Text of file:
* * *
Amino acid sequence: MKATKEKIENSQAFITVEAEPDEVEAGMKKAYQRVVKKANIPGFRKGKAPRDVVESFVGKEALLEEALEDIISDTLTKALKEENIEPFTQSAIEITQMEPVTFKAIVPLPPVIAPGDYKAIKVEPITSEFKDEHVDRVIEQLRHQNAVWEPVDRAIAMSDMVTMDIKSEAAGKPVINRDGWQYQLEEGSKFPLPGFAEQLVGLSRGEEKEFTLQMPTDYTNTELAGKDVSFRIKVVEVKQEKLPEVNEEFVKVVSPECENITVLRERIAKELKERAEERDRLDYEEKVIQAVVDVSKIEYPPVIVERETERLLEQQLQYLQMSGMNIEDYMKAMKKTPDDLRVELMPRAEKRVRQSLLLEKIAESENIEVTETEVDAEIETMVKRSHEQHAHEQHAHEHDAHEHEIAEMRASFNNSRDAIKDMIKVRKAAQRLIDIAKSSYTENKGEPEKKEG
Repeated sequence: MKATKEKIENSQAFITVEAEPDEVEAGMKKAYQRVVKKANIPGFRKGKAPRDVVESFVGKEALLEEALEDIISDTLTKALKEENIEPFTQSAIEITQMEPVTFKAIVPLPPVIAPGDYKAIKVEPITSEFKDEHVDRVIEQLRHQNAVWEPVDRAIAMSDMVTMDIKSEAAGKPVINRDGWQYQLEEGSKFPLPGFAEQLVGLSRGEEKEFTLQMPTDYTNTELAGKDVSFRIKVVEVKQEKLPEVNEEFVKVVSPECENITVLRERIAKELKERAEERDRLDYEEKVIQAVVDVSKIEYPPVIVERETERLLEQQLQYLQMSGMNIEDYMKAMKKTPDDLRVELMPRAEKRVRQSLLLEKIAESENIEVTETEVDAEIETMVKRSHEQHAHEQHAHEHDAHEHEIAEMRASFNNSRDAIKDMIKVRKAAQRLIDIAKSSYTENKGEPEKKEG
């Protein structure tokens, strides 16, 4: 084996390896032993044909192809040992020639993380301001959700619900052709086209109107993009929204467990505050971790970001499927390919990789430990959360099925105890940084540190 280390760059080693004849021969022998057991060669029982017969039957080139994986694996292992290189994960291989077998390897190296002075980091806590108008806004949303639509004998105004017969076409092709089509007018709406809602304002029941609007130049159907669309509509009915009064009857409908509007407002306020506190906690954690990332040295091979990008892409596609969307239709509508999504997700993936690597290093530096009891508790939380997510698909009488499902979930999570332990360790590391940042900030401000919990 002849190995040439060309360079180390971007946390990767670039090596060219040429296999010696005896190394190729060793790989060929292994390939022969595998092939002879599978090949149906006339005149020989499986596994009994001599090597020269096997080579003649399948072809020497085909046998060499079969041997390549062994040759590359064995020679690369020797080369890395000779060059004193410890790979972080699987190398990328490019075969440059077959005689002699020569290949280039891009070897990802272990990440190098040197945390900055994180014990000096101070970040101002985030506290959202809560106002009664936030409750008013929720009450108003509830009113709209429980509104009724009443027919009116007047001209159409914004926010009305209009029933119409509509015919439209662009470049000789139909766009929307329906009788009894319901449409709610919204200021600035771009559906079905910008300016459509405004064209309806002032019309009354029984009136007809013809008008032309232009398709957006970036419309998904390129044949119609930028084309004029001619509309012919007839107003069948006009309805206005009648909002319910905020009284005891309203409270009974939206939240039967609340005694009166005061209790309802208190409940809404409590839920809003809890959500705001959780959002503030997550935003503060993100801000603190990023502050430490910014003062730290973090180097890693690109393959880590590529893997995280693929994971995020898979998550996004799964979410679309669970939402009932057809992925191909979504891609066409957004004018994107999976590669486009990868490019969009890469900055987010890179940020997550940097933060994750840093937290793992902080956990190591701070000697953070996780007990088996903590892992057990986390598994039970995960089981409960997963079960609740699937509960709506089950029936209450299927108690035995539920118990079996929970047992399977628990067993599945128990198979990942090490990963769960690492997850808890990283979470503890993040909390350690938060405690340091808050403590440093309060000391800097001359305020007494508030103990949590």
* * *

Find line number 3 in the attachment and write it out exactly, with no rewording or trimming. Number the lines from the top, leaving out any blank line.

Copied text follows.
């Protein structure tokens, strides 16, 4: 084996390896032993044909192809040992020639993380301001959700619900052709086209109107993009929204467990505050971790970001499927390919990789430990959360099925105890940084540190 280390760059080693004849021969022998057991060669029982017969039957080139994986694996292992290189994960291989077998390897190296002075980091806590108008806004949303639509004998105004017969076409092709089509007018709406809602304002029941609007130049159907669309509509009915009064009857409908509007407002306020506190906690954690990332040295091979990008892409596609969307239709509508999504997700993936690597290093530096009891508790939380997510698909009488499902979930999570332990360790590391940042900030401000919990 002849190995040439060309360079180390971007946390990767670039090596060219040429296999010696005896190394190729060793790989060929292994390939022969595998092939002879599978090949149906006339005149020989499986596994009994001599090597020269096997080579003649399948072809020497085909046998060499079969041997390549062994040759590359064995020679690369020797080369890395000779060059004193410890790979972080699987190398990328490019075969440059077959005689002699020569290949280039891009070897990802272990990440190098040197945390900055994180014990000096101070970040101002985030506290959202809560106002009664936030409750008013929720009450108003509830009113709209429980509104009724009443027919009116007047001209159409914004926010009305209009029933119409509509015919439209662009470049000789139909766009929307329906009788009894319901449409709610919204200021600035771009559906079905910008300016459509405004064209309806002032019309009354029984009136007809013809008008032309232009398709957006970036419309998904390129044949119609930028084309004029001619509309012919007839107003069948006009309805206005009648909002319910905020009284005891309203409270009974939206939240039967609340005694009166005061209790309802208190409940809404409590839920809003809890959500705001959780959002503030997550935003503060993100801000603190990023502050430490910014003062730290973090180097890693690109393959880590590529893997995280693929994971995020898979998550996004799964979410679309669970939402009932057809992925191909979504891609066409957004004018994107999976590669486009990868490019969009890469900055987010890179940020997550940097933060994750840093937290793992902080956990190591701070000697953070996780007990088996903590892992057990986390598994039970995960089981409960997963079960609740699937509960709506089950029936209450299927108690035995539920118990079996929970047992399977628990067993599945128990198979990942090490990963769960690492997850808890990283979470503890993040909390350690938060405690340091808050403590440093309060000391800097001359305020007494508030103990949590």